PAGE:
SOME time ago a reader responding to a series of columns I had written for Sowetan's brother paper (why should it be sister paper - or should I rather say sibling paper and be politically correct?) wrote in to say I was a grumpy old fart who has a problem with the youth.
That was long before they invented Julius Malema and words like boy-child and girl-child, so it had nothing to do with today's brand of politics.
The reader said I was always railing against the indiscretions of young people and must have had a particularly traumatic upbringing that made me bitter towards young people.
An open letter I wrote to Basic Education Minister Angie Motshekga two weeks ago made me realise how lucky our youth are - and they do not realise it.
To start with, the ruling party regards them as youths (read children) even if they are a ripe 29 years old, which Malema will become in March. Before Juju-babes, Fikile Mbalula doddered on to the ANC Youth League presidential pedestal until he was on the wrong side of 35 years.
When Malema, and Mbalula before him, stir the pot too vigorously, we ought to remember that they are "children" only in the fertile minds of their organisation.
I had a chat with a young relative who expressed opinions about white people that could be deemed hate speech if printed. I was taken aback and had to ask him: "What have they (whites) done to you?"
The answer was airy-fairy rattle-prattle. If anyone should be harbouring ill-feelings against whites, it should be my generation and those before it.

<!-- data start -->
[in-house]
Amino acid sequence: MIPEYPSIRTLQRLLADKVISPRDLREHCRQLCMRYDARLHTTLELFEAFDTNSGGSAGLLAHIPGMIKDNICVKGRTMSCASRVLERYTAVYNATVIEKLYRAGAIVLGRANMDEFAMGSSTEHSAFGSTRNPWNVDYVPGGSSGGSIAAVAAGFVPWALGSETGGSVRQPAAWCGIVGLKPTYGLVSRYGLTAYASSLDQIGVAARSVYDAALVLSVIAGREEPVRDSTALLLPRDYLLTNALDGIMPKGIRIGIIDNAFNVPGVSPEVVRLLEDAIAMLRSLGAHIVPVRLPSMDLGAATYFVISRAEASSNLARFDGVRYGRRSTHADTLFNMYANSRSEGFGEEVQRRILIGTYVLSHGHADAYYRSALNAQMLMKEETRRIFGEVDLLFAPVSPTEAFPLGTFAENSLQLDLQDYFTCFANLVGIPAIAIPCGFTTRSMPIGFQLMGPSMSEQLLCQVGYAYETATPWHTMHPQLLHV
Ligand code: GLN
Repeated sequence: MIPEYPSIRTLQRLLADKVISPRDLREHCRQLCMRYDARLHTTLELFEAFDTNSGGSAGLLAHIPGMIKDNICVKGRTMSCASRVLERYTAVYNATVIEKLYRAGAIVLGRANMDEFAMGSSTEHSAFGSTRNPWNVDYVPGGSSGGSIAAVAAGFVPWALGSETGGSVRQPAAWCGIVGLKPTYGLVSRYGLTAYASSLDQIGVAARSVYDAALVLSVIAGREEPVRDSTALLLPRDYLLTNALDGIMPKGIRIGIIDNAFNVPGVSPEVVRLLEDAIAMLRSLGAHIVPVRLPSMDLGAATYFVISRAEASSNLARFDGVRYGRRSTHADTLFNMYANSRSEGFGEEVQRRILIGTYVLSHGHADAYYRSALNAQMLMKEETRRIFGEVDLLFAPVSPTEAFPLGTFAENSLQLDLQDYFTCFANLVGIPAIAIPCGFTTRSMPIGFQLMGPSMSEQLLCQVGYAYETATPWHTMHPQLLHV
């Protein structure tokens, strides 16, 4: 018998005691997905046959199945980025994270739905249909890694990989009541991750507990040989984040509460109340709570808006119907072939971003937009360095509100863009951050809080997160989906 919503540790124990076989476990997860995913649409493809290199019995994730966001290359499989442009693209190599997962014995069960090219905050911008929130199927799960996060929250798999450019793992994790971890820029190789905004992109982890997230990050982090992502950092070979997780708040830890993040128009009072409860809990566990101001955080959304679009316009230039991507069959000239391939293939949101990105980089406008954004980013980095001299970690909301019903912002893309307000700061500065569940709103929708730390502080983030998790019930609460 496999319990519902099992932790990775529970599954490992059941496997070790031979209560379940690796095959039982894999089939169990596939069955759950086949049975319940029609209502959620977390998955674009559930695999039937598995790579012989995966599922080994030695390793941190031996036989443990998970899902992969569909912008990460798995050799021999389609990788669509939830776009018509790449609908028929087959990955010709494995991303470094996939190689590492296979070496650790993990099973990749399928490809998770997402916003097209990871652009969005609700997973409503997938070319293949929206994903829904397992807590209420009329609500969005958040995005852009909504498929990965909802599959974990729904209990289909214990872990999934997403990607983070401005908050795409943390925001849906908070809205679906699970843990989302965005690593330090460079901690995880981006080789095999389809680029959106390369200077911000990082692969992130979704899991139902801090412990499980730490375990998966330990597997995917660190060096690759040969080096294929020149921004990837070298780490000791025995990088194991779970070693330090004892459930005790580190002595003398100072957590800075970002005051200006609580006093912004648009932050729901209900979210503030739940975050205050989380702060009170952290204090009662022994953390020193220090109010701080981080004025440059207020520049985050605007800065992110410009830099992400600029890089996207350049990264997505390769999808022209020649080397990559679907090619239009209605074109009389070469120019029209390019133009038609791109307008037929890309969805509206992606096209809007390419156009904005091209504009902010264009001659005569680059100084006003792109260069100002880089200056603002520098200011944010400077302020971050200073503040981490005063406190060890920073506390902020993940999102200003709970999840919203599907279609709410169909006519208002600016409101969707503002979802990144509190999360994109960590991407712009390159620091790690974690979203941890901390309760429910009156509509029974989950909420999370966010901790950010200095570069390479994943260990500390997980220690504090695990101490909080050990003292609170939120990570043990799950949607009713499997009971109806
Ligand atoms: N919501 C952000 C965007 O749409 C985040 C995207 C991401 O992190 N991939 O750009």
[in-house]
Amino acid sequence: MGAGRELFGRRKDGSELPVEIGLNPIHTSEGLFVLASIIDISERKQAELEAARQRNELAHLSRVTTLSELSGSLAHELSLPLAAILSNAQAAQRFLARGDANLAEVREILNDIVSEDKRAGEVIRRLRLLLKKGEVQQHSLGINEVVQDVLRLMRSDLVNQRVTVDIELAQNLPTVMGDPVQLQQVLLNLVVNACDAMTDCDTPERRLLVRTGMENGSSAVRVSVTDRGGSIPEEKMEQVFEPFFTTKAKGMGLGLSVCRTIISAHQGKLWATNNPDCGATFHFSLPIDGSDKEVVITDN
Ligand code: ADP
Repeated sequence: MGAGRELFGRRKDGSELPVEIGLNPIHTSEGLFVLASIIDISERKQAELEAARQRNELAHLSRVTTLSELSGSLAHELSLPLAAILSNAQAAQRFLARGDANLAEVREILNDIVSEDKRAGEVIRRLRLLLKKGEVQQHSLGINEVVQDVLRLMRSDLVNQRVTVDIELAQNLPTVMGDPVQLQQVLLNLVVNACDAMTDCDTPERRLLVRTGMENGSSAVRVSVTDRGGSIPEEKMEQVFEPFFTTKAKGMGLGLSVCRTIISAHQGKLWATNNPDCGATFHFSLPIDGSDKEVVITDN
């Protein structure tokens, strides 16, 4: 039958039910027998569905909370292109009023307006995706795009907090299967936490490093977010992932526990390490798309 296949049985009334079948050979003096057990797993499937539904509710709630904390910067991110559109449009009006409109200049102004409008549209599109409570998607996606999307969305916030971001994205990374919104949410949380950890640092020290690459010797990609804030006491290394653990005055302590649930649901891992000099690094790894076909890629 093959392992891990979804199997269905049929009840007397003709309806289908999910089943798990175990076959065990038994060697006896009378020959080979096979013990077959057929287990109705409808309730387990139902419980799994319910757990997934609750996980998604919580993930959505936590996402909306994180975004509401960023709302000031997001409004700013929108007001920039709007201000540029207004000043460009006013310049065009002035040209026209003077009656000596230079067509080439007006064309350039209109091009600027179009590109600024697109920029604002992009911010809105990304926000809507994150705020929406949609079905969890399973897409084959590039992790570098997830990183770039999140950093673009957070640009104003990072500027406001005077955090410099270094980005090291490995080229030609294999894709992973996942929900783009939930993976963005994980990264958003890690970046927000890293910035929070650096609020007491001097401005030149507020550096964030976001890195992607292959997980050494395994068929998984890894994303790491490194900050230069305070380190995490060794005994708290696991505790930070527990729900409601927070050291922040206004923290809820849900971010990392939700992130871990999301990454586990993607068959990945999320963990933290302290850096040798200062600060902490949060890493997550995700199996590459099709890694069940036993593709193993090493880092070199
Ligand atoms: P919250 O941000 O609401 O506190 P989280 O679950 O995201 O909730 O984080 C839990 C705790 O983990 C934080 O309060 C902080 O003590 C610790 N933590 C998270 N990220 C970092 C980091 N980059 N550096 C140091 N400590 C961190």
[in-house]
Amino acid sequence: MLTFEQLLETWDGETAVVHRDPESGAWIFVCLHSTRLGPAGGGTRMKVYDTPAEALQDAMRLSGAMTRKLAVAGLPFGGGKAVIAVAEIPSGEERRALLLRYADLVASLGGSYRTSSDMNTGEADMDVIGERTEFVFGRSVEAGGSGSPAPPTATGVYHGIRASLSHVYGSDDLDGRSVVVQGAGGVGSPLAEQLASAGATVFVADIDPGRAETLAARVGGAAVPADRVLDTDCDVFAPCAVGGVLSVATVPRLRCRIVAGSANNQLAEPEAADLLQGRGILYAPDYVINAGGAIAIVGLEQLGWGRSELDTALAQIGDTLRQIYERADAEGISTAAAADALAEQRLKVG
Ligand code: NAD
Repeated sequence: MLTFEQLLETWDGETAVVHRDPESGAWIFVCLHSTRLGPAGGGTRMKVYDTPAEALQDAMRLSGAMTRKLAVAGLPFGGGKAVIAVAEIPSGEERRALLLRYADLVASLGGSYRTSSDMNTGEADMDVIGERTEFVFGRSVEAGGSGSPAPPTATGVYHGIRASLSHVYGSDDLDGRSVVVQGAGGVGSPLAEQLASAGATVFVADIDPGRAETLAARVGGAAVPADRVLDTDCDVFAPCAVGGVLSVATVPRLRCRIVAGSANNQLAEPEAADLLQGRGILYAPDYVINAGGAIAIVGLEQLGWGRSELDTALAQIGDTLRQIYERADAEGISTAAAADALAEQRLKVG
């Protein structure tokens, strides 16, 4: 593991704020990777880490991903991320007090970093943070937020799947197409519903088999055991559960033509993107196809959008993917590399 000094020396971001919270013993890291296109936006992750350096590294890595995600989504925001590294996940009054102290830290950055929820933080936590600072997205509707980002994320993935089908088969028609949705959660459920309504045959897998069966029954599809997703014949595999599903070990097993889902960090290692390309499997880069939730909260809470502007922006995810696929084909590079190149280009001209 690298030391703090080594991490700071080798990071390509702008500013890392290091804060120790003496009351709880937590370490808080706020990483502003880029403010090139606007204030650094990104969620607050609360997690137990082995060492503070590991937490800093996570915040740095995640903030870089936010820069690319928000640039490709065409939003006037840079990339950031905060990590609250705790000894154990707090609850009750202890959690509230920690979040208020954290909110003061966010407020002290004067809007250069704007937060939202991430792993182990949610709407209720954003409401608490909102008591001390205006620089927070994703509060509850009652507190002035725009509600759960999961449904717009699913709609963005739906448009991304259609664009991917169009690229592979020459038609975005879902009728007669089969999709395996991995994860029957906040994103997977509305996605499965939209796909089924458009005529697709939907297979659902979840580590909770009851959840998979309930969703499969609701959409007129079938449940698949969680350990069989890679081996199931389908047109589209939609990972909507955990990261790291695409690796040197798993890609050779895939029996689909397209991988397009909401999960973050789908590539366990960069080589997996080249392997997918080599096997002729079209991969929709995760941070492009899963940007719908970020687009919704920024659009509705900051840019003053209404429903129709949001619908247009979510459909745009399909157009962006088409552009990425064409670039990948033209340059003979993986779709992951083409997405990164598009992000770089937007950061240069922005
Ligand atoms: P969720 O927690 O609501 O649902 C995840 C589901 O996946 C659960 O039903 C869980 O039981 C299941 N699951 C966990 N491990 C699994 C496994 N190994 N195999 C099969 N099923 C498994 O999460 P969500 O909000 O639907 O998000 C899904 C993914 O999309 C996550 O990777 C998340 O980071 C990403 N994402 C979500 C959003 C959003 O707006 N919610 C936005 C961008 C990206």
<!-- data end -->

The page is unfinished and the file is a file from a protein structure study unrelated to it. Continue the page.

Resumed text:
We experienced pass raids, detention without trial, Group Areas Act, Bantu education - the whole shebang. But if we are angry, we are not showing it.
On the contrary, our youth enjoy freedom of movement, expression, no passes, uniform education and the sometimes unfair protection of affirmative action. Still, their end-of-year matric results are more and more appalling.
At the risk of sounding repetitive, Bantu education seems to have produced men and women of greater substance than the "brilliant" fare fed today's generation, which breeds hundreds of thousands of unemployable people.
Put simply, Bantu education stank, but it was enforced thoroughly. That is why even when generation on generation was taught woodwork (I am not being sarcastic) and sewing, we could still collectively stand toe-to-toe with our paler compatriots who benefitted from A-grade education. Still surprised?
Spades were called spades then. We were not preoccupied with inventing vocabulary. Teachers were teachers and not "educators". Pupils were just that - or children, not learners.
Women did not call their boyfriends or husbands "baby". (Come to think of it, maybe I am bitter after all).
I expect some nutty dimwit to say I long for apartheid education.
Anyone who wants to misunderstand me deliberately is welcome to fool themselves.
Stupidity can be voluntary and we have the right to choose.